Here Be Dragons beta
Welsh Expansion 1.0
"Theirs was a land of awsome grandure, a land of mountains and moorlands and cherished myths. They called it Cymru and believed themselves to be the decendants of ancient Troy. They were a passionate, generous, and turbulent people with but one fatal flaw. They proclaimed themselves to be Cymry- "fellow countrymen"- but they fought one another as fiercely as they did their English neighbors, and had carved three separate kingdoms out of their native soil. To the north was the alpine citadel of Gwynedd, bordered by Powys, and to the south lay the realm of Deheubarth. To the English Kings, this constant discord was a blessing and they did what they could to sow seeds of dissension and strife amongst the Welsh.
"During the reigns of the Norman conquerors, William the Bastard, and his sons, the English crown continued to gain influence in Wales. Norman castles rose up on Welsh soil, and Norman towns began to take root in the valleys of South Wales. As the Normans had subdued the native-born Saxons, so, too, it began to seem that they would subdue the Welsh.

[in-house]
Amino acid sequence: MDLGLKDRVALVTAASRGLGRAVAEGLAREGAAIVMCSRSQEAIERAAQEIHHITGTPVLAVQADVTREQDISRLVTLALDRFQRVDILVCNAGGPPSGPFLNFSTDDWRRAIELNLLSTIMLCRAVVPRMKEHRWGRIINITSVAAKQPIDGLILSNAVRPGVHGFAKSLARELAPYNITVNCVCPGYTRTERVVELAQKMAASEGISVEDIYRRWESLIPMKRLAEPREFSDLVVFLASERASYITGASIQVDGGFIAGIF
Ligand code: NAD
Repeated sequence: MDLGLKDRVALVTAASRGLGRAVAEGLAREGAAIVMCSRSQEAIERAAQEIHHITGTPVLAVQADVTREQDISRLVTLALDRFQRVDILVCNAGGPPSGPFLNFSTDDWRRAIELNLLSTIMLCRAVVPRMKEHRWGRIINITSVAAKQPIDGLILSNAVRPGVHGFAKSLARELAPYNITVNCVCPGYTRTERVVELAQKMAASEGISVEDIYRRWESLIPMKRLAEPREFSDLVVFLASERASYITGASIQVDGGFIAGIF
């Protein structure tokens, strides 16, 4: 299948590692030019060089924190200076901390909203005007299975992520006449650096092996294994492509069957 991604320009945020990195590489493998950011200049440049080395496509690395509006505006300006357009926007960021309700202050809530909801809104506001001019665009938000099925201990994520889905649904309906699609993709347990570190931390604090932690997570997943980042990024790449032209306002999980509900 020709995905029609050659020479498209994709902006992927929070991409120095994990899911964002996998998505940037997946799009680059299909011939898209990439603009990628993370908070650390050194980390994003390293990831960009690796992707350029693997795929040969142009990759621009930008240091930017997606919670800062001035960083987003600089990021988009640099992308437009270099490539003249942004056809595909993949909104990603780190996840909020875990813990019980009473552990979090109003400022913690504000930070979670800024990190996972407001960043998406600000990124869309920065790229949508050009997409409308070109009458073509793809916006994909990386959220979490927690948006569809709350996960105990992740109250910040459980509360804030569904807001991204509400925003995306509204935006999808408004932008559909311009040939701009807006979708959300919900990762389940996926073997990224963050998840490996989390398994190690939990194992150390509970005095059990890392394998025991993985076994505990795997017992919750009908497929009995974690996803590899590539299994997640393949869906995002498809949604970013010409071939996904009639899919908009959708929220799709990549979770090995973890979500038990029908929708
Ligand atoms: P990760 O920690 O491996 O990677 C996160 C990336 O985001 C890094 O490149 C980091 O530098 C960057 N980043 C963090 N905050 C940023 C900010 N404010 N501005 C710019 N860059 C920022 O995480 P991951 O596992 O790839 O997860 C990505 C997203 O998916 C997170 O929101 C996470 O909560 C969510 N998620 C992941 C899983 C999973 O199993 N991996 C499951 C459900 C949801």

"As a point of interest, the title of this book has its roots in the common practice of medieval cartographers; when a mapmaker had drawn upon all of his geographical knowledge, he would neatly letter across the void beyond: Here be dragons. I found the symbolism hard to resist, given how very little the English of the thirteenth century knew of Wales and the Welsh. Then, too, the national emblem of Wales is a winged red dragon, much like those heraldic dragons once emblazoned upon the banners of her princes."
-Sharon Kay Penman
Here Be Dragons
A Ballatine Book, 1985